Before developing a judgment enforcement plan, creditors should understand what assets of the debtor can be reached to collect the judgment. This entry further discusses which assets can, and cannot, be reached to collect judgments in California.
Transfers: First, debtors often transfer assets to avoid enforcement of judgments. When this happens, the general rules is that, after property has been levied upon or subjected to other judgment lien, it usually remains subject to enforcement of the judgment even if the property is transferred by the judgment debtor to a third party. In other words, the judgment can usually be enforced against the property in the hands of the transferee in the same way as if the property was still owned by the judgment debtor. See CCP §§ 695.070, 697.390, 697.610.
In addition (or in the alternative), when the debtor fraudulently transfers property, creditors can seek to have the fraudulent transfer voided, or may disregard the transfer and cause execution to be levied upon the property in the hands of the transferee. See Civ.C. § 3439.
Jointly Held Property: If the debtor owns real property in joint tenancy or as tenants in common, the debtor’s interest in the real property can be reached to collect the judgment. In addition, the sheriff can levy on personal property found in possession of the judgment debtor, even though third parties may also have an interest in such personal property. CCP § 695.010.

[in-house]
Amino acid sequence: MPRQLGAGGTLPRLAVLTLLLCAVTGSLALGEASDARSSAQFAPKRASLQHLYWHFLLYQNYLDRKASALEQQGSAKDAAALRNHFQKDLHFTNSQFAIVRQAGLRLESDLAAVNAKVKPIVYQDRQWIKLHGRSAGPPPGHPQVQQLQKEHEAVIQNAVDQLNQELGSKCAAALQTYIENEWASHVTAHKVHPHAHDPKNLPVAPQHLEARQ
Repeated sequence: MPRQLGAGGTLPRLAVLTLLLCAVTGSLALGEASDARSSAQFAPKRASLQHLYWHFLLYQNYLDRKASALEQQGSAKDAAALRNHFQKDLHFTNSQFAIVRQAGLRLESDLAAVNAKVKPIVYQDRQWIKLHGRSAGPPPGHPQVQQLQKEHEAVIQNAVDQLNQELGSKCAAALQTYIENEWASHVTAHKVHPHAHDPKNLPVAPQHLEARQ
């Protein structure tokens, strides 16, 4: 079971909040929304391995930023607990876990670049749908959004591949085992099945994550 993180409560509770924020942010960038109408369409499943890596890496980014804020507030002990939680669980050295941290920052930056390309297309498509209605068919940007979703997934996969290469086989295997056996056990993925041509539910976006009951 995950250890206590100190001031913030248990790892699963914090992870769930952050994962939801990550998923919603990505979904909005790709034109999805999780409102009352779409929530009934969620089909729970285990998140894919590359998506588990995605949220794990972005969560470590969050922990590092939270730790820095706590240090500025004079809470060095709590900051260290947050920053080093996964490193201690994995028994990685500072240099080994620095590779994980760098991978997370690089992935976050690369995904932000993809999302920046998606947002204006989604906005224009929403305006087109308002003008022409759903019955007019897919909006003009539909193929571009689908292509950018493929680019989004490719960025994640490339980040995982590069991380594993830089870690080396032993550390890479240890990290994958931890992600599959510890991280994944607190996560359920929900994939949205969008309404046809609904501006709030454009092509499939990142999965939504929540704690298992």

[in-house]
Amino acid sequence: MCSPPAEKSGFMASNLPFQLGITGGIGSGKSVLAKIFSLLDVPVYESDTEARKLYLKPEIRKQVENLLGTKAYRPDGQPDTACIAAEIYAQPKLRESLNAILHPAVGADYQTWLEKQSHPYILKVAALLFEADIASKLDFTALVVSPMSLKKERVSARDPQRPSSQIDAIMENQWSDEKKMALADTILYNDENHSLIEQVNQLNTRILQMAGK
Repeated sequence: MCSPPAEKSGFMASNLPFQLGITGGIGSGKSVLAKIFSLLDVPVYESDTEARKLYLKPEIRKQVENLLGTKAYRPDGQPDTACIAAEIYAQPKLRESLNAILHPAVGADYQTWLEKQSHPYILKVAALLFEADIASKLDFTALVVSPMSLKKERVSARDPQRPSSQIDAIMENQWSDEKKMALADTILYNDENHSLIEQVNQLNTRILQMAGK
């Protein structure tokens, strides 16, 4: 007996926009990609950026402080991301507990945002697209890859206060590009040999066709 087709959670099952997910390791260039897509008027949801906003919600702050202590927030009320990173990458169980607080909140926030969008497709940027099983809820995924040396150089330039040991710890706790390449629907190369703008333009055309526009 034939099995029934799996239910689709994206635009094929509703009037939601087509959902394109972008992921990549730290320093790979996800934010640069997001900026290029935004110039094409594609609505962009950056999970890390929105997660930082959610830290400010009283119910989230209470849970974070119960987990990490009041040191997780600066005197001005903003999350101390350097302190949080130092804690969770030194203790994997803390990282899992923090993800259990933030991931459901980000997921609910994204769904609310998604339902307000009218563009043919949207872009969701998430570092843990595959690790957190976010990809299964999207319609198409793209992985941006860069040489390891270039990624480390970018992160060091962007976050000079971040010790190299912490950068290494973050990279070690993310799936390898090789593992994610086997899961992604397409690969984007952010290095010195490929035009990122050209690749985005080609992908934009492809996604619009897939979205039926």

With respect to real property jointly owned by the debtor and a third party (e.g., the debtor’s relative), the third party’s rights are protected by the third-party claim procedures (discussed elsewhere) and by the fact that the sheriff’s sale conveys only the interest of the judgment debtor in the real property. In other words, the sheriff can sell the judgment debtor’s interest in the property, which may be less than the entirety of the property.
In such a situation, the sale of the real property does not cause automatic partition of the real property because the purchaser only obtains the right, title and interest of the judgment debtor. See CCP § 701.640). However, if a sheriff’s sale occurs on real property held in joint tenancy, the sale terminates the joint tenancy such that the purchaser at the sheriff’s sale becomes a tenant in common with the co-owners of the property. See Schoenfeld v. Norberg (1970) 11 Cal.App.3d 755, 760.